KZN sees an increase in adolescent runaways
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Durban: KZN has seen an increase in the number of adolescent runaways in recent weeks and when families request assistance, private security companies and small organisations are usually first to respond. But often when the missing teens are found, not much information is shared, giving rise to all sorts of speculation.
There are no obvious consequences for teenage runaways found safe and unharmed where resources have presumably gone to waste, according to experts.
A 16- year-old girl left her Reservoir Hills home last Sunday without her cellphone and without informing her family. A few days later, it came to light that she had approached a man for a lift the same night and he had dropped her off in Hillary. Following days of intense searches, the teenager was found unharmed.
Pietermaritzburg almost came to a standstill when a 13- year-old girl, from Northdale was also reported missing last Sunday. The community and various organisations spent the day and most of the night following leads and paying visits to various neighbouring homes. The girl was located in the Northdale area without any visible injuries but appeared to be cold.
A public request to help locate a 17- year-old, was widely shared two weeks ago after she left her South Beach home. Last Thursday she allegedly returned unharmed.
In early May, a 15-year-old allegedly ran away from Trenance Park with her mother’s 41-year-old husband. The pair packed their bags and fled. It was the teenager's relatives who informed her mother of the romantic relationship with her husband. The man was arrested in Mount Vernon weeks later.
Adeshini Naicker, acting director at Childline KZN, said there had been at least five cases in the past year where missing teenagers had been found with their boyfriends. She explained that in the event of a false report, criminal charges could be filed.
“One must also consider that the resources used by struggling organisations could actually be used for another child in dire need,” she said. “Very often in the event of a missing child, especially one that is on social media platforms, communities and organisations from all over the country mobilise to ensure the safe return of the runaway child.”
Naicker stated that teens that run away are not necessarily bad kids but are often feeling pressures they need to escape from or when they have made bad choices and are afraid to face the consequences, they choose to run. She urged parents to call the police immediately should their children run away or go missing.
“However there are many things a parent can do to speed up the process and not waste resources. Contact all your child’s friends, school and neighbours. Get a bank printout and call log from your child’s cellphone service provider. It is also important to be honest with the police if you believe your teen has run off with a boyfriend. Provide details of the boyfriend. This will save the police time and resources.”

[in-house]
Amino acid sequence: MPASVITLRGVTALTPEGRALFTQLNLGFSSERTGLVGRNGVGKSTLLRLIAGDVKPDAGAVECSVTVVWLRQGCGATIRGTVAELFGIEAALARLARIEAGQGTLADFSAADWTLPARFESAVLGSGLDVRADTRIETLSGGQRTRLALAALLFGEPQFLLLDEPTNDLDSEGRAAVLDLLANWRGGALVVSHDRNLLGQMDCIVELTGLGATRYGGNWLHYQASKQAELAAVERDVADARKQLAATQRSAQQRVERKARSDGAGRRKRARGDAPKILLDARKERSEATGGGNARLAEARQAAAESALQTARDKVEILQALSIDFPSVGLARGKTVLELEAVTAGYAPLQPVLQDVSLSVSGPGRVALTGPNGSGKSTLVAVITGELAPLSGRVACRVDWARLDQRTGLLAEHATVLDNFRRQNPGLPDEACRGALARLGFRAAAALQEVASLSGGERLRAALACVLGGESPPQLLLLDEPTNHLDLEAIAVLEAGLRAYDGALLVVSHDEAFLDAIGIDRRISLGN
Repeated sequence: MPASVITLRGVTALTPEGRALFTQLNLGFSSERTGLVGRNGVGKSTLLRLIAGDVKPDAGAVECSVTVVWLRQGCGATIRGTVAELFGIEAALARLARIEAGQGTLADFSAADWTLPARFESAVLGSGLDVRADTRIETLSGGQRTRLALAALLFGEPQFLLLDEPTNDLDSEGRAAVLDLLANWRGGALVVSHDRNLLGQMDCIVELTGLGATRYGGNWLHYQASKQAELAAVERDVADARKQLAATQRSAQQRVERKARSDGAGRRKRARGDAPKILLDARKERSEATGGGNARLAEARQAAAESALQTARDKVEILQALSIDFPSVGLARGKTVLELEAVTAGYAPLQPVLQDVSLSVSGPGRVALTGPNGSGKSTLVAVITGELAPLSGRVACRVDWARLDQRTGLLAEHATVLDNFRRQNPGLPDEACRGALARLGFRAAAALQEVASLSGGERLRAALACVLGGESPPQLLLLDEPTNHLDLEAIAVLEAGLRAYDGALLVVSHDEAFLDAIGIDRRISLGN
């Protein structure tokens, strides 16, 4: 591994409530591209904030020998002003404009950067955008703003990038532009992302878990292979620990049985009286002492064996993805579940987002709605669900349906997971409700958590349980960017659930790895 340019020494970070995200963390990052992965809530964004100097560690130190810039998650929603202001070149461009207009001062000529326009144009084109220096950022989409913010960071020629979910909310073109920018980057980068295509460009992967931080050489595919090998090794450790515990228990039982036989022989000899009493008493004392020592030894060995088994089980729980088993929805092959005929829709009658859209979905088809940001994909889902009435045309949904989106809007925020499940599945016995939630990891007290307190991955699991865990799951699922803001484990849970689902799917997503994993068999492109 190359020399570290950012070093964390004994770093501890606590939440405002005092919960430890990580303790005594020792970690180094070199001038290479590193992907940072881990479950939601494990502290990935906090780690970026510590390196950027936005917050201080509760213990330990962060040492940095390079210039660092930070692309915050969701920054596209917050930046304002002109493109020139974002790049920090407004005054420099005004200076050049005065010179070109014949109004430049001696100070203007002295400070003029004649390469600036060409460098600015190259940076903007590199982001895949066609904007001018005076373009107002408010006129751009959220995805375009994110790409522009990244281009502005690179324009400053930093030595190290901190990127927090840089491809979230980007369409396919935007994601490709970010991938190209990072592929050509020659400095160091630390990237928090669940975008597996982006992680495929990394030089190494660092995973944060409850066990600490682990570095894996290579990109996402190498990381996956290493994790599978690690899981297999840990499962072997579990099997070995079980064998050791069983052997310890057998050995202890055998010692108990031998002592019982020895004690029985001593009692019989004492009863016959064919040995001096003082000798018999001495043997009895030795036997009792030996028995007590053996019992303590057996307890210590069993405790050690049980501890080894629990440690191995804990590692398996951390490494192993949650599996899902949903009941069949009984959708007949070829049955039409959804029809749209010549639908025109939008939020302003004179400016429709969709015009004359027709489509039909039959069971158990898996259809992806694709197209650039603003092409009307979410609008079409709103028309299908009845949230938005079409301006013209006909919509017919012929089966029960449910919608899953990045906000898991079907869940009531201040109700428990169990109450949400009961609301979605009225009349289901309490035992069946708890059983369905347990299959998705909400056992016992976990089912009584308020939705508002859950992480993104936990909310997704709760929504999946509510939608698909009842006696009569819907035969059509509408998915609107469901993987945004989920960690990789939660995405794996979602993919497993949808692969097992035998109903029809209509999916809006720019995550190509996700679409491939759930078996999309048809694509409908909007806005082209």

Jacqui Thomas, director and co-founder of the Pink Ladies Organisation for Missing Children said there were no statistics available for teens who go missing and were found in the company of their friends or boyfriends and girlfriends but confirmed that cases of that nature had increased nationally.
“In a home situation where you might have an alcoholic mother or father or both, or drug users. How can you expect a child not to want to get away from that place?” she asked. “Children are creatures of habit, they like their own beds, they like the comfort of their own homes and for a child to want to leave that safe environment there has got to be something terribly wrong with that household.”
She explained that the moment a child leaves the safety of their home they become a prospective victim therefore considering wastage of resources was unnecessary.
“Anything can happen to that child on the streets. It might be of their own doing but if that child were to have the misfortune of being raped or killed, will you blame it on the child? You cannot blame the child whether they put themselves in harm's way or not.”
Dr Sharon Auld, child psychologist, said there were many reasons why teenagers might be found with a particular person. She said these reasons range from feeling understood and supported by the person, to being coerced and manipulated by them.
“It is important not to generalise but rather to look at each on a case by case basis. It is impossible to speculate, each teenager has a unique set of circumstances which needs to be taken into consideration,” she said.
Auld shared that she had seen an upturn in her practice of both parents and teenagers at their wits end not knowing how to cope.
“Parenting teenagers during the Covid-19 pandemic can be overwhelming. It is important for parents to remember that they are not alone and to be encouraged to reach out to friends, religious leaders, and health care professionals alike to get a fresh perspective.”
She said rather than looking for warning signs parents should be proactive in creating a home environment where difficulties can be acknowledged and addressed.
“Parents are encouraged to talk with their teenagers. While this can be difficult at times, if they share stories of their own experiences growing up it can encourage their teenagers to also open up.”
Questions sent to the KZN Saps were not responded to at the time of going to print
The Sunday Tribune